Sunday, May 24, 2015

Can you still trust banks when the FDIC has less reserves to cover depositor losses than in 2008

We have already had examples of bank bail-ins.  We have had not just the United States, but all members of the G20 enact a resolution mandating legislation to allow for bank bail-ins, and the confiscation of customer deposits.  We have had the United States under Dodd-Frank declare your deposits as unsecured creditors, and at the lowest end of the scale for reimbursement in the advent of a bank collapse.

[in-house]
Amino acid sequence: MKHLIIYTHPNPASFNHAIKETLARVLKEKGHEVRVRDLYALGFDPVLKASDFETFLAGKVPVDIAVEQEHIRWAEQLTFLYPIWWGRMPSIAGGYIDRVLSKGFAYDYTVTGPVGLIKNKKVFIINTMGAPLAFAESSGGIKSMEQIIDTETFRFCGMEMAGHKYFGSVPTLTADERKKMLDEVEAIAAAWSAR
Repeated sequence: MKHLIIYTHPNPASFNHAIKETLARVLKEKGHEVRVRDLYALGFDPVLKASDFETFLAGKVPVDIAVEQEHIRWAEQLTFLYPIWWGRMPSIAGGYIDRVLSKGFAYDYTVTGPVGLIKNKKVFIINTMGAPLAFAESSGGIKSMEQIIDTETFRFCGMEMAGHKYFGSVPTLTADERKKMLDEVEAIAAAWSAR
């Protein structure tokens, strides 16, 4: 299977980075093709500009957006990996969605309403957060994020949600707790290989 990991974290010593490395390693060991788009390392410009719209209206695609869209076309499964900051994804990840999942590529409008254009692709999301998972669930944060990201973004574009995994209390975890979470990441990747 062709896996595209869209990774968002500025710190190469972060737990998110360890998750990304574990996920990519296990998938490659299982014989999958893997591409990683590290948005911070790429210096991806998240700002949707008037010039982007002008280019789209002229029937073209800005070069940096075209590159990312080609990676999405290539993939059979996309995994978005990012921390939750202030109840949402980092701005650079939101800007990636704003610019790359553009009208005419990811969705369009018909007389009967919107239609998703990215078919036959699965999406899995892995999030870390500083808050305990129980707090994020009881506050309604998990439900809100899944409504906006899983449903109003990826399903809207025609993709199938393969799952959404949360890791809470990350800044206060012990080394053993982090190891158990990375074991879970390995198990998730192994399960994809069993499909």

We have had financial institutions such as J.P. Morgan and Bank of America con Congress into allowing their derivative assets to be placed under the FDIC as a primary creditor, and according to the agencies own 2014 annual report, the deposit insurance corporation has even less reserves to support account holders in the advent of a bank failure today.
So why do we still trust banks with all this evidence showing that during the next banking or financial crisis, Americans will lose most or all their money?


Post a Comment